Cats showing well in playoffs

If you wanted to make an argument about what was the greatest time period of the Lute Olson, the classes that played from1997 to 2002 should come to mind. Besides the obvious evidence of this, namely two appearances in the championship game in four years, one most only look to this year's NBA playoffs. It seems like no matter which team you watch there is a Wildcat feel.

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Six former Wildcats have played key roles to help their NBA teams to playoff success. Success like this is of course vital because any future Wildcats can look at this list and see that Olson and his staff can make you into NBA caliber player. Not many programs can say that they have such a success rate. Here is a quick run down of what some of the Cats have done so far.

Jason Terry- In the first round of the playoffs Terry averaged 17.5 points per game in the four game sweep of Memphis. He also scored 14 points in the first game of Dallas second round series against the Spurs. He followed that up with a modest 11 points and three rebounds in the Mavericks' 22-point win over San Antonio in game two.

Terry has been a spark plug for the Mavericks, just as he was with the Wildcats. His 5.5 assists per game have played a roll in Mavericks playoff success. He and Devin Harris have provided the Mavs with a two-headed point guard attack that has really helped an offense that starts defensive specialist DeSagana Diop.

Richard Jefferson- The most significant impact of the former player has come from Richard Jefferson. He averaged 23 points in the Nets six game first round series. In game one of the conference semi finals Jefferson light up the board for 20 points and picked up 4 rebounds. He also had five critical assists before going down with an ankle injury.

Right now Jefferson is doubtful for game two and all indications are that the team will not rush him back into the line-up and risk further injury. If the Nets are to go deeper in the playoffs there is no doubt that Jefferson will have to play a major roll.

Luke Walton- Walton averaged 6.4 rebounds per game in the Lakers' seven game series against the Suns. He averaged 12.1 points per game in the same series. Although his numbers were not staggering, his play was huge for the Lakers. He was inserted into the starting line-up the last month of the season and it really sparked the LA offense. With the great passing Walton in the game, the Lakers were able to get Kwame Brown and Lamar Odom more involved, which took a lot of the pressure off of Kobe Bryant. When the balanced offense was in effect, the Lakers were at their best. When it became the Bryant one man show, the Suns took advantage.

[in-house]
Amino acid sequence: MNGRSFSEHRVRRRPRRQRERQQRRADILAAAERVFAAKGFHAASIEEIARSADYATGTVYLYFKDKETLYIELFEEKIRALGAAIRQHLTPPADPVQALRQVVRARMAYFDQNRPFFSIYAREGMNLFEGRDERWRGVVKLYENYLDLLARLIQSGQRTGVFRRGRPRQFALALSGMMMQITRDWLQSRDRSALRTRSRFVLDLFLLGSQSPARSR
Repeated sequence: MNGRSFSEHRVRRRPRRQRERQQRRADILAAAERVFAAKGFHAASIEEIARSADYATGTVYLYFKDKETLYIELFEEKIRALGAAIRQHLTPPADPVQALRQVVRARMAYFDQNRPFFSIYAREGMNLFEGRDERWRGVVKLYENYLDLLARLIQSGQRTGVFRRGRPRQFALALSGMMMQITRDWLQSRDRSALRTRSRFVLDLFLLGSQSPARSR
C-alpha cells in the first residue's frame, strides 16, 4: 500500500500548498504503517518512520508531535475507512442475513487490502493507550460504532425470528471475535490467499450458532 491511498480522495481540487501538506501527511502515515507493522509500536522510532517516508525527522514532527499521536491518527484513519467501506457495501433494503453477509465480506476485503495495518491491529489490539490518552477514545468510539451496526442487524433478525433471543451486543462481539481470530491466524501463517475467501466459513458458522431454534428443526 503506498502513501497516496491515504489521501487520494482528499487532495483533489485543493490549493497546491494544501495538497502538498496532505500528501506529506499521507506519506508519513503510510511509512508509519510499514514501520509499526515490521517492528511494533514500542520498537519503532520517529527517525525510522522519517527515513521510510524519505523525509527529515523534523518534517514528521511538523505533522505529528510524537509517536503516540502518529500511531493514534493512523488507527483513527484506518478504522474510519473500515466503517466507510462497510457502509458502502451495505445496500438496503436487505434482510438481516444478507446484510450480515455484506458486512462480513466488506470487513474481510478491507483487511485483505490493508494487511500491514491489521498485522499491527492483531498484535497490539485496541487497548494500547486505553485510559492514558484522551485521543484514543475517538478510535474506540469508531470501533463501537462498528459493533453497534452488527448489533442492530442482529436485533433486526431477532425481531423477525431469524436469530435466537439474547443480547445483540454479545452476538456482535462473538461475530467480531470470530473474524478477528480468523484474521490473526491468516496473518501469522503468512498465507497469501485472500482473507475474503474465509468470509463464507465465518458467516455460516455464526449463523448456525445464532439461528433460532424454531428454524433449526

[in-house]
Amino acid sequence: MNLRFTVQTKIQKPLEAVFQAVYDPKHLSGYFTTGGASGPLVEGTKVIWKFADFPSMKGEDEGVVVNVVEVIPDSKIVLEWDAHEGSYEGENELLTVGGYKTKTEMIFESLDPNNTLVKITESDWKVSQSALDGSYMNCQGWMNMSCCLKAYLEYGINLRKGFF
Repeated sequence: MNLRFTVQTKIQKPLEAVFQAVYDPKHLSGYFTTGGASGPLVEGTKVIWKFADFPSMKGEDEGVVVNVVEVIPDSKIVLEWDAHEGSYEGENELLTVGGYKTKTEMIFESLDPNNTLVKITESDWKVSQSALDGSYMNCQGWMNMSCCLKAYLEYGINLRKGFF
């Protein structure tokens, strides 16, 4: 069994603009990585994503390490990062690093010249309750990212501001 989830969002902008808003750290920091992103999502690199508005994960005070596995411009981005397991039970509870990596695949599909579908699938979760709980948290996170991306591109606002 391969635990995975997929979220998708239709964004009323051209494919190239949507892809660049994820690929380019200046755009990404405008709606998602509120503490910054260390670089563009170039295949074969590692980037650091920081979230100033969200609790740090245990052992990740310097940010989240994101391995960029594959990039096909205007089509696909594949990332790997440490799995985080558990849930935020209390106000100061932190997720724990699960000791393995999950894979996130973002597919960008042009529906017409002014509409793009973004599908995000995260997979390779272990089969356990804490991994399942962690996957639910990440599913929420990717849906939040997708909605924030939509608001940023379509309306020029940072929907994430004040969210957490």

Gilbert Arenas With the Wizards Arenas averaged 34 points in the six game series. In addition he had 5.5 rebounds per game and 5.3 assist per game. The Wizards were eliminated in the first round, in part to a pair of missed free throws.

Arenas went toe to toe with LeBron James and nearly matched the phenom shot for shot. In the end James made a few more big shots, but Arenas hit his share of huge buckets, including a 30-footer that sent the final game to overtime. It was a real coming out party for Arenas, who served notice that he is right there with the league's best.

Mike Bibby With an average of 16.7 points per game in his playoff series against the Spurs, Bibby did all he could to keep the Kings in the series. Bibby averaged 3.8 rebounds and five assists during the series and continued to showcase why he is among the better point guards in the league. Despite the good performances, it wasn't enough to overcome Tony Parker and the Spurs. The Kings where eliminated in the first round. It's unlikely that any Wildcats players are going to be on the next NBA Championship team. Terry and Jefferson are the only two left, but they have difficult roads. Terry has the best chance, but he and the Mavs have to find a way to get past the Spurs first. That's not necessarily the point, rather it's that Lute Olson truly runs one of the great college programs, as if you had any doubt.


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